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[45] England. They were tied to home by a thousand imperative duties, but their hearts were ‘over the water with Charlie.’ Every Southern family had a son over there. Every Southern woman, young or old, had her heart there with lover or brother or son. There were few husbands, for the enlisted Marylanders were generally youths unmarried. The field officers, Elzey, Steuart and Johnson, were the only married officers of the First Maryland regiment.

Social life in Baltimore was almost obliterated. Spies, male and female, of all social ranks, permeated everything. You could not tell whether the servant behind your chair at dinner, or the lady by your side, whom you had taken to the table, were not in the employ of the Federal provost-marshal. But force never compels ideas, and hearts are beyond the power of bayonets. During all that period, when nurses were arrested because the babies in their arms wore red and white socks, when young ladies were marched to the guard-house because they crossed the street rather than pass under the Union flag suspended over it as sign and proof of domination—during all that red time communication with Richmond was incessant and reliable. Word would be passed by a nod on the street, by a motion of the hand, and time and place given in a breath. And in one of the parlors of one of the greatest houses of the town, blazing with every luxury that wealth and culture could buy, one or two score beautiful women would meet, doors and windows sealed, to see the messenger and to hear the news ‘from Dixie.’ Every story of a Maryland boy who had died in battle for the right, every exploit of a Marylander that had thrilled the army, every achievement of the First Regiment of the Line, was recited and repeated and gone over, until human nature could stand no more, and ‘In Dixie's land I'll take my stand, and live and die for Dixie’ would burst from the throng and make indistinct vibrations on the outer air. At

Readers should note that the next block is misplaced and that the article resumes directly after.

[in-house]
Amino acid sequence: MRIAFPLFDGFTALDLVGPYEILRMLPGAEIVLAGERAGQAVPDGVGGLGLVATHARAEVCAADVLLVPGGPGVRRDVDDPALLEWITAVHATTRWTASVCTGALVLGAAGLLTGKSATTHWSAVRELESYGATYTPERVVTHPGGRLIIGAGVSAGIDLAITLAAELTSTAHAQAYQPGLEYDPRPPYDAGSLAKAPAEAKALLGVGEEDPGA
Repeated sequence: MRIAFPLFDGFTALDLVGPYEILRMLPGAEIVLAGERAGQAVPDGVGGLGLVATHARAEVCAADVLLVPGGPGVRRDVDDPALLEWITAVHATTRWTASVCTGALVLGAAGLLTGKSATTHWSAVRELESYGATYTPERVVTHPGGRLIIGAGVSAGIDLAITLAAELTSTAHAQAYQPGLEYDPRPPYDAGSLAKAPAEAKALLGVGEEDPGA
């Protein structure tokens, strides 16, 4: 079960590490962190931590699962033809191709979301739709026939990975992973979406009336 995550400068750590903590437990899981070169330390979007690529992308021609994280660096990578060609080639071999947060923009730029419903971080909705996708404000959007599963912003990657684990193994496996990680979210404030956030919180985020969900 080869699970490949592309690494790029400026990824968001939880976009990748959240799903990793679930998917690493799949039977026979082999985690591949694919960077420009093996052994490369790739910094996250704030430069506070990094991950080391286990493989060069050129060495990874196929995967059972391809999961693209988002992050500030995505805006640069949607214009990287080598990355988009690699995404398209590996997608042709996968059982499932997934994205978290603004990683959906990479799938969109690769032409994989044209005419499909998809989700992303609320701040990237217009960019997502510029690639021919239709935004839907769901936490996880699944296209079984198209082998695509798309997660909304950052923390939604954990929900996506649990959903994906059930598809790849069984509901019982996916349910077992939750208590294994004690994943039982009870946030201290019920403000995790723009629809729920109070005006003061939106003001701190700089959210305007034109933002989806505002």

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George H. Steuart (1)
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